Feeling like a battery hen, I hung up the phone. Without my keys, I was trapped. Without car keys, I couldn’t pick up my kid. Without house keys, I couldn’t leave the house for a nice head-clearing walk. I paced the living room a few times, but it really wasn’t the same. On circuit #3 of the House Tour, I spied my purse and thought, “The first thing he’s going to ask when he finally stops pilfering my mother’s Halloween candy and turns his phone back on is whether I looked in my purse. Well, I’ll just show him, I’ll be able to say ‘Ha ha ha, Mister Smarty-Shorts, I just looked in my purse and they weren’t there!’

I crouched down to look in the purse and while I was thoroughly checking any possible crevice, no matter how small, I began to feel a certain weight in my hip pocket and something sharp digging into my leg. I put my hand into my pocket, slowly, gently, deliberately.

And pulled out my keys.

I had put them there at some point, and then promptly forgot. I crawled around on the ground, looking under the car, and didn’t feel them. I lay down on the ground to check under the dresser, and didn’t feel them.

I sat at the computer for an hour and didn’t feel them.

And you know the worst part? From now until the day one of us dies, every time I accuse Consort of taking something, he’s going to look at me dripping with absolute composure and ask, “Have you checked your pockets?”

GEHNH!

I can only hope my stroke eventually affects his memory.

8 Comments:

Blogger houseband00 said...

I guess you better leave some milk and cookies out for the key elf. =D

3:52 AM  
Anonymous Chris said...

I have to leave my keys in my car--thats the only way I have a clue as to where they are at any given moment...thankfully my car wont lock if the keys are left in it or that would be a whole other problem. Chris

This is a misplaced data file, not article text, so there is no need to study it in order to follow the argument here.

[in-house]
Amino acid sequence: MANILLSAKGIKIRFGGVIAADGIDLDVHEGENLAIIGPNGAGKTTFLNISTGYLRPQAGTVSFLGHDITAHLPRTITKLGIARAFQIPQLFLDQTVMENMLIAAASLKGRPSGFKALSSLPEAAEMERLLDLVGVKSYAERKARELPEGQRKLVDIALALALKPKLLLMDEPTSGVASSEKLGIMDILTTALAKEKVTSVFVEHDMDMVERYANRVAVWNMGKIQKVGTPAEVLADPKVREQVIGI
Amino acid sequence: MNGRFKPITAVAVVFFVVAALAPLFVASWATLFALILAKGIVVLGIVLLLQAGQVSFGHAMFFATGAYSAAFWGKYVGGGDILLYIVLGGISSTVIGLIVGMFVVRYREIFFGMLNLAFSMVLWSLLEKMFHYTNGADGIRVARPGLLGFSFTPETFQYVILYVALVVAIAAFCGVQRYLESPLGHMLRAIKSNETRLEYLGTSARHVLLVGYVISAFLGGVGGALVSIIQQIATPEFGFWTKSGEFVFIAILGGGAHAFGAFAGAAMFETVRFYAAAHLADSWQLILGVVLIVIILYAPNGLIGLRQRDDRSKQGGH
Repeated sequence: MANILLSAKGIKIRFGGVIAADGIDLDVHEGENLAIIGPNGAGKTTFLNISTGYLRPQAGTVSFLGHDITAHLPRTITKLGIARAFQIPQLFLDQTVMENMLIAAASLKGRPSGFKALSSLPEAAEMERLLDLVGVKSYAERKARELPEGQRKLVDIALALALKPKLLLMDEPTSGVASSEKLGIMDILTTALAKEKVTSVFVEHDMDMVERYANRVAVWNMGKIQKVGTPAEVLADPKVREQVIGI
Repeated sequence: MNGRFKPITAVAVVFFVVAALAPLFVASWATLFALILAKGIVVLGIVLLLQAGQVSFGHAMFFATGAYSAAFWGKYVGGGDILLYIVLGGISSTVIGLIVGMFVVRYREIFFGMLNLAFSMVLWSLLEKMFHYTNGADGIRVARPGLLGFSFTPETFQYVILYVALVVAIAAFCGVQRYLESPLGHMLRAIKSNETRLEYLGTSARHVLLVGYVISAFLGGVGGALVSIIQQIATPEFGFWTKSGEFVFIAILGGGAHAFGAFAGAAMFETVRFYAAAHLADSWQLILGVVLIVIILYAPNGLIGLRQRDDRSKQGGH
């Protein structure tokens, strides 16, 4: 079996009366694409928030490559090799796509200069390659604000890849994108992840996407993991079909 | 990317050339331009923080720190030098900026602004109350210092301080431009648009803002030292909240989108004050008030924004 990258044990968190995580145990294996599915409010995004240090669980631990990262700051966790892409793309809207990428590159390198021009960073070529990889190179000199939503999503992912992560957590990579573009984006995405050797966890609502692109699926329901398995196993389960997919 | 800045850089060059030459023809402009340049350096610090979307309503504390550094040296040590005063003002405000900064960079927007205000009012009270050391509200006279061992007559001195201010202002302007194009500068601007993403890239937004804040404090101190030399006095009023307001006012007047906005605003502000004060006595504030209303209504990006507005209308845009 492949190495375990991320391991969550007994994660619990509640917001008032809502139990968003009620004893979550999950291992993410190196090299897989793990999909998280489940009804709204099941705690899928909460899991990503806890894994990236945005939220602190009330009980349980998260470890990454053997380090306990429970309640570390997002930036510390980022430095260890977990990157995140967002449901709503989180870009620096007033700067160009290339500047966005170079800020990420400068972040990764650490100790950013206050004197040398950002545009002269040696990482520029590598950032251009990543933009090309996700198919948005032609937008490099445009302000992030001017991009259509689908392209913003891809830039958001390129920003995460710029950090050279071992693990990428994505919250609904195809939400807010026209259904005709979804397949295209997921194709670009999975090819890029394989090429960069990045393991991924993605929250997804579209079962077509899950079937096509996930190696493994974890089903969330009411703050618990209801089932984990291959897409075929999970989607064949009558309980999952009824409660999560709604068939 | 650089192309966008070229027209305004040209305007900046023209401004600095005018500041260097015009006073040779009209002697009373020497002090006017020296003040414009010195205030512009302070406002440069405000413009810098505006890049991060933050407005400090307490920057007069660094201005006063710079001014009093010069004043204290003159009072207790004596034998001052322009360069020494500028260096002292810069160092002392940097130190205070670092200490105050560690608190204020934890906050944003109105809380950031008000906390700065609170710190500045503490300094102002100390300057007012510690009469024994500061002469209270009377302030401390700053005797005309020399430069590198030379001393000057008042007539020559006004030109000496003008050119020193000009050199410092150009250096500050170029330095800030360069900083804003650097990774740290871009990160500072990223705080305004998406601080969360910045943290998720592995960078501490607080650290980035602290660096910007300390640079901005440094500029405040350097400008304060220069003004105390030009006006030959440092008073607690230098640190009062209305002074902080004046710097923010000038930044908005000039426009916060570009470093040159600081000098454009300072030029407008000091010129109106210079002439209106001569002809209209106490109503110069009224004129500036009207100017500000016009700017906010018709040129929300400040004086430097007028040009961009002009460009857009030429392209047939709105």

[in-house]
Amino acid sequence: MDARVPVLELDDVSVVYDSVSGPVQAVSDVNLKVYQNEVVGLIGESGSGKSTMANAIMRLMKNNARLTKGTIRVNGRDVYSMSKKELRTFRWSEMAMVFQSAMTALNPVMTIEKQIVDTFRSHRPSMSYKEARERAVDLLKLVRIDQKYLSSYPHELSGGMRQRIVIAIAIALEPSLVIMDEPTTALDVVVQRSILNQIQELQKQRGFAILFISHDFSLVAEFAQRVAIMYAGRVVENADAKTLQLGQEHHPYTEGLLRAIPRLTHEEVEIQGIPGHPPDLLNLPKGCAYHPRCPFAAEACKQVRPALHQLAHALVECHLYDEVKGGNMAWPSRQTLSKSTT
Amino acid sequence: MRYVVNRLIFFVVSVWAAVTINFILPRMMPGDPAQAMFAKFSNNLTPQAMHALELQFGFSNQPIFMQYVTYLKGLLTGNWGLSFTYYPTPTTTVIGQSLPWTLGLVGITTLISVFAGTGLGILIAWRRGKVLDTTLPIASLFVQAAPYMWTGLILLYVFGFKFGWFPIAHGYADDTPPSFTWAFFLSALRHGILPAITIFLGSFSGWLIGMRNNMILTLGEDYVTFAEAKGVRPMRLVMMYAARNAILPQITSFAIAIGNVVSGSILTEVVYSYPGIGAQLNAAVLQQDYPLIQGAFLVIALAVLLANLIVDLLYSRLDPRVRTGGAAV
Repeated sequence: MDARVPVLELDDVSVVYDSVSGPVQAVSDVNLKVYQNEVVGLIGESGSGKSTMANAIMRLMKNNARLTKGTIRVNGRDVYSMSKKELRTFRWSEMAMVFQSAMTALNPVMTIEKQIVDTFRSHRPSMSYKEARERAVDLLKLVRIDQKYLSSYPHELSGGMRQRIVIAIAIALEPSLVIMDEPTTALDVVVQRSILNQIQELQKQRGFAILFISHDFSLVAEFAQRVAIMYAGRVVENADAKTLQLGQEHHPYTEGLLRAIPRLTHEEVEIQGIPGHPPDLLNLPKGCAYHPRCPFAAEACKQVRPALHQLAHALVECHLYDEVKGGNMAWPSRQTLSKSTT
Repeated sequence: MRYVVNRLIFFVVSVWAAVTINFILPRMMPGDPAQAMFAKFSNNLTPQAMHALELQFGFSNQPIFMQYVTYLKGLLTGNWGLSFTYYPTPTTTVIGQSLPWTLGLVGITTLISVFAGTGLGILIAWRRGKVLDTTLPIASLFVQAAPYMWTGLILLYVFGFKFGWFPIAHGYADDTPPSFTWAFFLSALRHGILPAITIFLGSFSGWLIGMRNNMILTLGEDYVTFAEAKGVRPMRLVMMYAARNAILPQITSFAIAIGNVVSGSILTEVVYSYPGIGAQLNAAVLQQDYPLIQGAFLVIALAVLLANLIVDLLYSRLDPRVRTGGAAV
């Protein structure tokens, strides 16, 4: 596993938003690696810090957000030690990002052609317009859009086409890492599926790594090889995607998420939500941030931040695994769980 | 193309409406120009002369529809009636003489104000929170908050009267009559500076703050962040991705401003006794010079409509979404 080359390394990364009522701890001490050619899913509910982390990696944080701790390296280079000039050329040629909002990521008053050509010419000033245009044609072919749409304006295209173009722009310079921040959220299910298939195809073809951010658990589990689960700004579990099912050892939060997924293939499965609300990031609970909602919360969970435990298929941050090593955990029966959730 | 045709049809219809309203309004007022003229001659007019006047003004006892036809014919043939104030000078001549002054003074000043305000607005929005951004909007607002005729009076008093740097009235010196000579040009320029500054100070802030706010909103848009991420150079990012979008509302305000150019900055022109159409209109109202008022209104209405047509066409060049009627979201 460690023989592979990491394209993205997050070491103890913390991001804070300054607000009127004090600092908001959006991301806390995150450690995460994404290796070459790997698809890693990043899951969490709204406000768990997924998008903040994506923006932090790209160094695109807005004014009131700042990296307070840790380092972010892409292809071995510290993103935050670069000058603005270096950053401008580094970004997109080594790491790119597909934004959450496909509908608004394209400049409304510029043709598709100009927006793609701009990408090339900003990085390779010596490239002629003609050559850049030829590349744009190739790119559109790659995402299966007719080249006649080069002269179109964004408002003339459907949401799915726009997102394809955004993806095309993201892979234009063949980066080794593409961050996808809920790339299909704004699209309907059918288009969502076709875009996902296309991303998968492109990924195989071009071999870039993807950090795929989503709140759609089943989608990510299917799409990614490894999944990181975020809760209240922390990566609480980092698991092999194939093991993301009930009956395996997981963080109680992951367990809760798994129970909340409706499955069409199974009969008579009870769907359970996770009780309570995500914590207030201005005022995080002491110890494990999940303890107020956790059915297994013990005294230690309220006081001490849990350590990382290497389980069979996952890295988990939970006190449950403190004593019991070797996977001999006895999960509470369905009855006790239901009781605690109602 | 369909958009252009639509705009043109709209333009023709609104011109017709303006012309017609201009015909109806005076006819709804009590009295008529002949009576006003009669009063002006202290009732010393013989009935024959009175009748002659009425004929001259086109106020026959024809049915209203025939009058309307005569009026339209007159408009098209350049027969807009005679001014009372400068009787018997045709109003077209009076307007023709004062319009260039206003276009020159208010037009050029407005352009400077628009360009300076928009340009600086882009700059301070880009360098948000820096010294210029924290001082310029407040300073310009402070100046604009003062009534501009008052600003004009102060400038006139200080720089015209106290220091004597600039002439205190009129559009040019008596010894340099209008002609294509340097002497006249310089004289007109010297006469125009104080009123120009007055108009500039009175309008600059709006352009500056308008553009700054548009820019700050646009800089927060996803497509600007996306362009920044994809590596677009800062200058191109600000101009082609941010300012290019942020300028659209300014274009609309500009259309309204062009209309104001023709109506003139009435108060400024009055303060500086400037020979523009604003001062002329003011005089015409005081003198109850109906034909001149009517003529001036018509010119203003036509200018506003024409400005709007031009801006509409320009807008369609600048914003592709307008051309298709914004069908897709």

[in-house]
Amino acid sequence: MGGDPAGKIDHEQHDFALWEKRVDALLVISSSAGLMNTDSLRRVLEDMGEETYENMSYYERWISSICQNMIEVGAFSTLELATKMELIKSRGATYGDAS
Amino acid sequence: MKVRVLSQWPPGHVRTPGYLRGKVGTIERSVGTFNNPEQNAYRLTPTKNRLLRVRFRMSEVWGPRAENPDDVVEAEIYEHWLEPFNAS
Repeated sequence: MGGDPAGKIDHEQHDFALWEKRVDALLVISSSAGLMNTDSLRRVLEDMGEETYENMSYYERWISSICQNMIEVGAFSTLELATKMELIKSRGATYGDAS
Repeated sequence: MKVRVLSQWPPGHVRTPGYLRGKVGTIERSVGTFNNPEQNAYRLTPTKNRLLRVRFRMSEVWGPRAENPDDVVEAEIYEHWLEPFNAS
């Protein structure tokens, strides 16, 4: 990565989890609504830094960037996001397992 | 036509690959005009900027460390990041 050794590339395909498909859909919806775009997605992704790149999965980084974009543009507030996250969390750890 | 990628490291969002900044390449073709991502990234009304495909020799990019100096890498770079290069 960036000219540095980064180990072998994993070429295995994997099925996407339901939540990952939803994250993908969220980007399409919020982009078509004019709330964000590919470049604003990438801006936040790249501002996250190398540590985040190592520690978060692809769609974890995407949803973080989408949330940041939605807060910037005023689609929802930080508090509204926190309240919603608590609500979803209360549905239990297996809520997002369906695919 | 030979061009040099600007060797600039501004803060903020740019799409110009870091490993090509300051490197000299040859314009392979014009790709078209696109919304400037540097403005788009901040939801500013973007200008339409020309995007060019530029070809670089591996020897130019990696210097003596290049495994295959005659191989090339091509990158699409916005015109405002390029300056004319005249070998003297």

6:21 AM  
Anonymous Karen said...

Feel your pain! Worse one for me was when I roamed the house for several minutes looking for an item, only to realize I was holding it in my hand. We call things like that a doofus moment at our house.

8:36 AM  
Anonymous Anonymous said...

My worst key moment was in a Boston supermarket parking lot, in winter, with my twins in car seats, grandma and groceries in my van, me in my wheelchair and no keys.

After going back into the store to look for them, having the grocery assistant look for them, having grandma look for them under the car, having my husband leave work to give me his keys, we returned home. Out went grandma, out went the groceries, out went my son. And then I picked up my daughter and there they were on her car seat! She had been sitting on them the whole time!

8:39 AM  
Blogger Quinn Cummings said...

I like the part where your husband had to leave work to get you the keys. At least you didn't leave increasingly snippy voice-mails for him, accusing him of having your keys.

8:08 PM  
Anonymous Anonymous said...

You are featured on a website that gets people to vote on whether the person is annoying.

http://amiannoying.com/(kb0s0a45sx0vhmnorgsgzqzk)/view.aspx?ID=16424

2:12 AM  
Blogger Ginger said...

What a hoot! Husband and I laughed all the way through me reading this out loud. Are you sure you're not related to us?

9:26 PM  
Blogger Mel said...

I can't even count how many times I've accused my husband of stealing my keys. And I haven't had a stroke. Or have I?

11:11 PM